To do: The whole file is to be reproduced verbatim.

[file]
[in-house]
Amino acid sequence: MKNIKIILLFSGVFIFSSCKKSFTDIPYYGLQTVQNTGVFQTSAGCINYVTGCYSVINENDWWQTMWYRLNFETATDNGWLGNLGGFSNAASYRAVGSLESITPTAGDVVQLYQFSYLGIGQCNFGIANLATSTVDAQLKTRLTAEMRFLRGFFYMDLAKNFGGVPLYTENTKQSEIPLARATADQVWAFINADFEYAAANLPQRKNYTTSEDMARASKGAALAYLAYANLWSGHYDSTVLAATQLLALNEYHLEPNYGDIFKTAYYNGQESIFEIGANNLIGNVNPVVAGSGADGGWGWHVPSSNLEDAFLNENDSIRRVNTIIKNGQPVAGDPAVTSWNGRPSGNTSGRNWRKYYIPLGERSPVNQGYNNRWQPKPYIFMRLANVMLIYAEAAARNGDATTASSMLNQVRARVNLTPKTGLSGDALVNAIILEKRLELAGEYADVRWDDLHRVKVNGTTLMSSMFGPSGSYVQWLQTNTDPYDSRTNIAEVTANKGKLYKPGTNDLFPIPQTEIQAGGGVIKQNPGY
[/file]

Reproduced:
[in-house]
Amino acid sequence: MKNIKIILLFSGVFIFSSCKKSFTDIPYYGLQTVQNTGVFQTSAGCINYVTGCYSVINENDWWQTMWYRLNFETATDNGWLGNLGGFSNAASYRAVGSLESITPTAGDVVQLYQFSYLGIGQCNFGIANLATSTVDAQLKTRLTAEMRFLRGFFYMDLAKNFGGVPLYTENTKQSEIPLARATADQVWAFINADFEYAAANLPQRKNYTTSEDMARASKGAALAYLAYANLWSGHYDSTVLAATQLLALNEYHLEPNYGDIFKTAYYNGQESIFEIGANNLIGNVNPVVAGSGADGGWGWHVPSSNLEDAFLNENDSIRRVNTIIKNGQPVAGDPAVTSWNGRPSGNTSGRNWRKYYIPLGERSPVNQGYNNRWQPKPYIFMRLANVMLIYAEAAARNGDATTASSMLNQVRARVNLTPKTGLSGDALVNAIILEKRLELAGEYADVRWDDLHRVKVNGTTLMSSMFGPSGSYVQWLQTNTDPYDSRTNIAEVTANKGKLYKPGTNDLFPIPQTEIQAGGGVIKQNPGY